Politics by candlelight
Stefan Collini, The Nation, 14 June 2017
This link between his historical work and his contemporary activism was a lived and animating reality for Thompson himself. Yet, in retrospect it may also reveal a tension at the heart of his apparently disparate activities and commitments—a tension likely to be faced in some form by any committed left intellectual. Thompson deployed a broadly Marxist understanding of the centrality of exploitation and class conflict, but he could never accept what he saw as the human passivity assumed by theories of economic determinism. ‘Agency’ was a central category of his thinking about both history and politics, a never-extinguished faith in the creative power of popular energies combined with a principled commitment to acting with and not just for other people.
However, it could be said that, despite this faith, he rarely managed to identify forms of effective political agency in the present. The Communist Party, the New Left, the groups fighting for civil liberties, the various branches of the peace movement—all of these failed to live up to his hope that they could be the beginnings of a truly revolutionary transformation of society, and indeed most of them failed to achieve even more limited or short-term political ambitions. Furthermore, despite being publicly and repeatedly committed to broad cross-class and cross-party alliances, Thompson possessed, it usually turned out, more than his share of the schismatic temperament. Though he extolled the virtues of patient grassroots political work, he was often given to one or another kind of sectarian purity, from which redoubt he would fire volley after volley of witty, indignant, high-toned abuse at all those—and there were many—who fell short of his exacting political or intellectual standards.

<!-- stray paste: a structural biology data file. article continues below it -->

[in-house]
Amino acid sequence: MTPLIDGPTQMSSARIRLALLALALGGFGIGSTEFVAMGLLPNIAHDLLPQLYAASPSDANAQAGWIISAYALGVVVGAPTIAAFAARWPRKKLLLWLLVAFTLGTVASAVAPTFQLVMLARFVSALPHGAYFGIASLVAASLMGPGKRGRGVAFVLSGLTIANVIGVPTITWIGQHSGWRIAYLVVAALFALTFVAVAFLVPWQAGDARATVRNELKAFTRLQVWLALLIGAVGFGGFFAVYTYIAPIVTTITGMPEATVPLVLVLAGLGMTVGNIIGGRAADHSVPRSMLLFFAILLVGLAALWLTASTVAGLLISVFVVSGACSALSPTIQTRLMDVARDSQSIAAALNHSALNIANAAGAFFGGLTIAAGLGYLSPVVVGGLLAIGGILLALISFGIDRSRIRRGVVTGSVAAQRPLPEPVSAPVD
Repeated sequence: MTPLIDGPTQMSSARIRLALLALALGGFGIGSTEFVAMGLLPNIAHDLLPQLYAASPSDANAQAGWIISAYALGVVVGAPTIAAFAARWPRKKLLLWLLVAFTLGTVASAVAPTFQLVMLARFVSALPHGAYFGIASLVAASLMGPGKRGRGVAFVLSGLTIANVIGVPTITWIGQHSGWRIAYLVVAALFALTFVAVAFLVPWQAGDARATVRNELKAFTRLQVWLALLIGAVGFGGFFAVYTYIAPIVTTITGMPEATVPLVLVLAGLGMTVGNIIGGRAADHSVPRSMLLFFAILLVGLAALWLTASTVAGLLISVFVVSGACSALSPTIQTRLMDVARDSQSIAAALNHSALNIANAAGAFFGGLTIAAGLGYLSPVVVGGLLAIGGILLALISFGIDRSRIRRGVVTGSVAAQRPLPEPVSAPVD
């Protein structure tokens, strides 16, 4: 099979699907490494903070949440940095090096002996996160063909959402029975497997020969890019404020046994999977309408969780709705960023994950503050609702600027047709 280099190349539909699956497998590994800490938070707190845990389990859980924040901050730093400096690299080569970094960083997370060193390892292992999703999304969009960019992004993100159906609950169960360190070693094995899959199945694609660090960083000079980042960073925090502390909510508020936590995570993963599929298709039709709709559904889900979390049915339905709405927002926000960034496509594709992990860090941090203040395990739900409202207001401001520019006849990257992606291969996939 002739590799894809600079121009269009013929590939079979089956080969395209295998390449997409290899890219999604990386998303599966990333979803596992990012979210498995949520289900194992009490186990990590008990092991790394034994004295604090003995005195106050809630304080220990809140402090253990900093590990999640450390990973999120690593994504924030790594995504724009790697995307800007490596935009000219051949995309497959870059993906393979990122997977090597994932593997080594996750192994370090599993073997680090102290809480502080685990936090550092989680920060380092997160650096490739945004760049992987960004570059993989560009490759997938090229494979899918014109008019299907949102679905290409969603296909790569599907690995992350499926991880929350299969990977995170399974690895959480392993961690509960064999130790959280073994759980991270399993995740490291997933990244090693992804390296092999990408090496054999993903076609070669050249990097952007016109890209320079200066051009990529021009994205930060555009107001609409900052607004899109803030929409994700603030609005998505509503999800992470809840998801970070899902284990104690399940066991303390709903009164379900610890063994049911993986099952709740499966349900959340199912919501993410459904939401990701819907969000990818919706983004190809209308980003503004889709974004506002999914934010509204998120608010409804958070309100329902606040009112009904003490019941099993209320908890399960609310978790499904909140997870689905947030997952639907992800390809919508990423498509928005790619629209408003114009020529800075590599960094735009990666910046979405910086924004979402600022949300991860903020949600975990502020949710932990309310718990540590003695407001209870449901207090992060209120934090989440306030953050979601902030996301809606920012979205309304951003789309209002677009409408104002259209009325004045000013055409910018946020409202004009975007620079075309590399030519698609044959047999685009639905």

Three new discoveries in a month
rock our African origins
John Hawks, Medium, 7 June 2017
Hublin and his coworkers have drawn attention to the humanlike features, but they agree with other anthropologists that the Jebel Irhoud skulls are not modern humans themselves. However, Hublin is proposing a big idea: These skulls, together with the whole population of Africa at the time they lived, was on the road to modern human origins. The paper describing this idea mentions another old fossil with a combination of archaic and modern features, a partial skull from Florisbad, South Africa, also clearly not modern human, but with a few humanlike features.